"All the authorities agree that to support the action the damages must be different, not merely in degree from that suffered in common, hence, it has been well settled that, though the plaintiff may suffer more inconvenience than others from the obstruction, by reason of his proximity to the highway, that will not entitle him to maintain an action."

¶13 In Guttery et al. v. Glenn, 201 Ill. 275, 66 N.E. 305, the closing of a street by the board of trustees of a town was held to be a public nuisance, but that a private person whose property was not adjacent to the street closed and to which the street did not afford direct access, could not enjoin the action of the trustees merely because by closing the street he would be inconvenienced in going from his premises to certain parts of the town. Other cases in point are: McCowan Bros. v. Whitesides, 31 Ind. 235; City of Chicago et al. v. Union Building Ass'n, 102 Ill. 379, 40 Am. Rep. 598; Shaubut v. St. Paul & Sioux City Ry. Co., 21 Minn. 502; Aldrich v. Wetmore et al., 52 Minn. 164, 53 N.W. 1072; Zettel v. City of West Bend, 79 Wis. 316, 48 N.W. 379, 24 Am. St. Rep. 715; Dantzer v. Ind. Union Ry. Co., 141 Ind. 604, 39 N.E. 223, 34 L. R. A. 769, 50 Am. St. Rep. 343; Kinnear Mfg. Co. v. Beatty, 65 Ohio St. 264, 62 N.E. 341, 87 Am. St. Rep. 600; Stoutemeyer et al. v. Sharp, 89 Ark. 175, 116 S.W. 189, 21 L. R. A. (N. S.) 74: Guilford v. Minneapolis & St. Louis Ry. Co., 94 Minn. 108, 102 N.W. 365; Van Buskirk et al. v. Bond, 52 Ore. 234, 96 P. 1103.

¶14 The facts in Shaubut v. St. Paul & Sioux City Ry. Co., supra, and Guilford v. Minneapolis & St. Louis Ry. Co. et al., supra, are very similar to the facts in the case at bar. In the Shaubut Case, plaintiff owned unplatted lands which adjoined the limits of a city. The street obstructed ended at the boundary line of plaintiff's property. The only difference between that case and the case at bar being that in the Shaubut Case the end of the street obstructed was contiguous to the plaintiff's land, whereas in the case at bar the streets and highways are adjacent to plaintiff's land. In the Guilford Case, the street obstructed intersected a street that was adjacent to plaintiff's property. In each of these cases plaintiffs' means of communication with the city from his property was made more inconvenient, but recovery of damages therefor was denied, because his injury was held not to be special and peculiar to him. Plaintiff in the case at bar alleges that he has suffered great injuries and damages, "which are peculiar to himself alone, and that are not shared by the public generally." This statement is nothing more than the averment of a legal conclusion. The averment of probative facts contained in the petition fails to show that he has sustained an injury different in kind from that experienced by the public at large. Van Buskirk et al. v. Bond, supra.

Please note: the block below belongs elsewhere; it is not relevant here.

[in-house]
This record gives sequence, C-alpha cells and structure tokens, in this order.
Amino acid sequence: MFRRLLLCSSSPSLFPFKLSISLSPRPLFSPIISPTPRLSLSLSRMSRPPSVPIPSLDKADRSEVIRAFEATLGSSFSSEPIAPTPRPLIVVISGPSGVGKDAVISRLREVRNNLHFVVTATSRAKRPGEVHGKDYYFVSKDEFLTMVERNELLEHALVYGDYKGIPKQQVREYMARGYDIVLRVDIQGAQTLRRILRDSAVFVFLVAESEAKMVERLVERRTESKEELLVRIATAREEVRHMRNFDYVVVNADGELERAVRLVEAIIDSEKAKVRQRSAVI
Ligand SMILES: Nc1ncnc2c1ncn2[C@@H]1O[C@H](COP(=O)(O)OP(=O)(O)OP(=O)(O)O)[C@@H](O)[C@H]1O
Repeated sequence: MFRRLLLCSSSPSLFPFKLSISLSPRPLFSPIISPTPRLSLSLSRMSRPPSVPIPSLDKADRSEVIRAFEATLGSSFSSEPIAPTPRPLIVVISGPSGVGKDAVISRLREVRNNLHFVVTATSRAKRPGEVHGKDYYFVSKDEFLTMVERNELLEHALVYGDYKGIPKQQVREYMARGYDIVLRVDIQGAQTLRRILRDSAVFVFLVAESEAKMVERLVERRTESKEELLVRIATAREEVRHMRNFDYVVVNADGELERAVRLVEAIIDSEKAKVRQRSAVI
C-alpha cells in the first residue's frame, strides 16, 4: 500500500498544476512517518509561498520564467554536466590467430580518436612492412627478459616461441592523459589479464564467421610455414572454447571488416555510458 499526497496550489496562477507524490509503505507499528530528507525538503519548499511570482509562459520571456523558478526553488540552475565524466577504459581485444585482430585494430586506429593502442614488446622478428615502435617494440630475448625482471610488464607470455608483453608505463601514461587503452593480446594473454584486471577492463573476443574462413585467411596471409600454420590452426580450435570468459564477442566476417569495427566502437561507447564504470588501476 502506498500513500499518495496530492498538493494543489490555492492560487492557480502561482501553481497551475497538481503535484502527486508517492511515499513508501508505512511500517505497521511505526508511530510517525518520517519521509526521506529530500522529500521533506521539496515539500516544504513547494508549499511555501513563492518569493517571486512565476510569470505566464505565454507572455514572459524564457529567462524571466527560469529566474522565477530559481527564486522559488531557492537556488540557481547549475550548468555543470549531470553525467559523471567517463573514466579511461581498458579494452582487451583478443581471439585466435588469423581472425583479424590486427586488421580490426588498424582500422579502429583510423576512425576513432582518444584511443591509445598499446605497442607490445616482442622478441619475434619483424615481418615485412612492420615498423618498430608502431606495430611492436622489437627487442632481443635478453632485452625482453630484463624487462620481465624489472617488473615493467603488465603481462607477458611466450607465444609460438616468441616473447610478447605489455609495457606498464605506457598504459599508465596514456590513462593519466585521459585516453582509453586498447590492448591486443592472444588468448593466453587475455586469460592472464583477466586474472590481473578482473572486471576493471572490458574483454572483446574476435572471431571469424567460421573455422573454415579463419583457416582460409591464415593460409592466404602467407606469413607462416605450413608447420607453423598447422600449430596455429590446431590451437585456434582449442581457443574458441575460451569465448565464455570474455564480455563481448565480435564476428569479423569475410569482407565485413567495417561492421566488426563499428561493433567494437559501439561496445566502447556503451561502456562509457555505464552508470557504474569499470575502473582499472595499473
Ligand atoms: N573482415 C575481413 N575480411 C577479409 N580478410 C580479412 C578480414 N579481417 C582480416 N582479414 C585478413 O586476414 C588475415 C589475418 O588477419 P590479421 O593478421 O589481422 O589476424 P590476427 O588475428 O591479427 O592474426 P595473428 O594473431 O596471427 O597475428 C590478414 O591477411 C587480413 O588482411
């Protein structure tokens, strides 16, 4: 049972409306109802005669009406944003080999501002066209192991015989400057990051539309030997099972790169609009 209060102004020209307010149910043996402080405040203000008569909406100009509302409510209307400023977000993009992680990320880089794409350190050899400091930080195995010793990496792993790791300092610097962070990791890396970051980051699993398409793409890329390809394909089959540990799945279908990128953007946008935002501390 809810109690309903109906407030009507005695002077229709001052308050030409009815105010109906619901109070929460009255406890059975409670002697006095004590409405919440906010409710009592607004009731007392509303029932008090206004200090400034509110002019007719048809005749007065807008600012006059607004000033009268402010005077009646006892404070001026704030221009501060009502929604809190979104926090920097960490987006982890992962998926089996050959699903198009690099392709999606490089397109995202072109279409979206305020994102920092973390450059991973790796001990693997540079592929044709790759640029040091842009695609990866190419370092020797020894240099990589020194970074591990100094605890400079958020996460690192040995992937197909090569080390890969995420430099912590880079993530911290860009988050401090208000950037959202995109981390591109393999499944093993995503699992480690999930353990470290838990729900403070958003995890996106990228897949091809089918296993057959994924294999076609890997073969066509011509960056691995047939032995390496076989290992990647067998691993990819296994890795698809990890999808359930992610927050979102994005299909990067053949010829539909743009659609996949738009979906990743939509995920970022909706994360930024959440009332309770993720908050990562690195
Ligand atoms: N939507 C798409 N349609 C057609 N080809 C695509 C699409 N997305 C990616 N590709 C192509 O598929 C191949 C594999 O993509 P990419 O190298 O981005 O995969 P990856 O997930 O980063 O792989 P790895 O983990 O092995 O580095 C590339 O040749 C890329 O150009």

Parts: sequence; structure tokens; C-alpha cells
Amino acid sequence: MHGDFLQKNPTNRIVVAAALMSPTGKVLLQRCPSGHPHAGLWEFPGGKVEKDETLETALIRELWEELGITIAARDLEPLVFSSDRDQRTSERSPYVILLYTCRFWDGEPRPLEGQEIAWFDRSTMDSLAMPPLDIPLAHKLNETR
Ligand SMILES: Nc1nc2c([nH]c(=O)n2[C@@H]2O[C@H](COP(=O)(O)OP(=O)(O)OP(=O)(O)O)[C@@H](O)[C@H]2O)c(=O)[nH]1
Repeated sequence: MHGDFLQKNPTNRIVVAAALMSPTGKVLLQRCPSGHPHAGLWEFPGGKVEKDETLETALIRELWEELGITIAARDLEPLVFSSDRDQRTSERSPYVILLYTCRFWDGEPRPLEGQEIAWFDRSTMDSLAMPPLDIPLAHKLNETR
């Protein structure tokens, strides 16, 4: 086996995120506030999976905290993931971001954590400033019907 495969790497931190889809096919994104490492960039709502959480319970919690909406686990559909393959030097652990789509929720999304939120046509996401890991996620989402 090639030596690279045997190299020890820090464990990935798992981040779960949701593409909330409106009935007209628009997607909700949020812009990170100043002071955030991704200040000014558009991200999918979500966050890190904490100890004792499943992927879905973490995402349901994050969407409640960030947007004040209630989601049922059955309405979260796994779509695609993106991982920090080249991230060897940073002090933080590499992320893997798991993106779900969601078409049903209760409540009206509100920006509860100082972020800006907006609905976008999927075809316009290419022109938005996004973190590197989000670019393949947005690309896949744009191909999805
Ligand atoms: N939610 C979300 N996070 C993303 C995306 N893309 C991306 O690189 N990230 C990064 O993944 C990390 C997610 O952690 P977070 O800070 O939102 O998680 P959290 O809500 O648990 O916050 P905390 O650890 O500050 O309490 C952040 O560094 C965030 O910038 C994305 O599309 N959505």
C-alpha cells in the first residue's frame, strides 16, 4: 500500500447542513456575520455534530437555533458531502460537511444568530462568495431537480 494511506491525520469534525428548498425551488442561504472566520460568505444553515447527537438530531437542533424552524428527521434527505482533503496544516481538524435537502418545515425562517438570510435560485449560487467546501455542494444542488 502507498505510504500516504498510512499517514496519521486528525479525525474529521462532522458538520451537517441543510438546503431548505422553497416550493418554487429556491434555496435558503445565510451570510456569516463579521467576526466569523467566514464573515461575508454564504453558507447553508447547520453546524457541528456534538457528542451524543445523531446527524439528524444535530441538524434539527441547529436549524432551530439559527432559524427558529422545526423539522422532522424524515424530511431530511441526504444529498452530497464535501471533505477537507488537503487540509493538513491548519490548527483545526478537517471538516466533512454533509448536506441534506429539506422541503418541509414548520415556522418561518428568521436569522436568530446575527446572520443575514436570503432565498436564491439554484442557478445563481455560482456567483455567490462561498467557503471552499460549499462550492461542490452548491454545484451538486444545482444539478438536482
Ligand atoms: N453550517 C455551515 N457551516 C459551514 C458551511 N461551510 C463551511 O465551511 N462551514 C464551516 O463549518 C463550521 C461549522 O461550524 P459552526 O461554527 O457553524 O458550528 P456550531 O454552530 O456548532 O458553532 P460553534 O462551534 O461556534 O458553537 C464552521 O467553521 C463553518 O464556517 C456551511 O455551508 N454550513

¶15 We are therefore of the opinion that plaintiff's petition fails to show that he has suffered any special injury from the public nuisance charged in his petition for which he can recover from those guilty of maintaining it. It is therefore unnecessary to decide whether, if he had suffered such special injury as would entitle him to recover against the railroad company, the city would be liable, because it had suffered, in violation of the ordinance granting to the railroad company the right to lay its tracks upon the streets, the obstruction to be maintained after notice to it of its existence.

¶16 The judgment of the trial court is affirmed.

¶17 All the Justices concur.